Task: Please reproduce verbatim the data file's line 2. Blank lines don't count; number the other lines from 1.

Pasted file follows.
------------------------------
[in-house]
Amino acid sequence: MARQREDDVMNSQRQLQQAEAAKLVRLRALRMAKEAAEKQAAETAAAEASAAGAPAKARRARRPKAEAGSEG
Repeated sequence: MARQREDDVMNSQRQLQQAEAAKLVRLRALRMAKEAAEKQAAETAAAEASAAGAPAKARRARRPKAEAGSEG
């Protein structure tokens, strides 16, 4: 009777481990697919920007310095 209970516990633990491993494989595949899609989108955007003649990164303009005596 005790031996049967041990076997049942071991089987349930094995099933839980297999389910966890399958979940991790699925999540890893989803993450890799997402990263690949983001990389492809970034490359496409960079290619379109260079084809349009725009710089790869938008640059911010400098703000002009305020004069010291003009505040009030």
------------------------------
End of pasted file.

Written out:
Amino acid sequence: MARQREDDVMNSQRQLQQAEAAKLVRLRALRMAKEAAEKQAAETAAAEASAAGAPAKARRARRPKAEAGSEG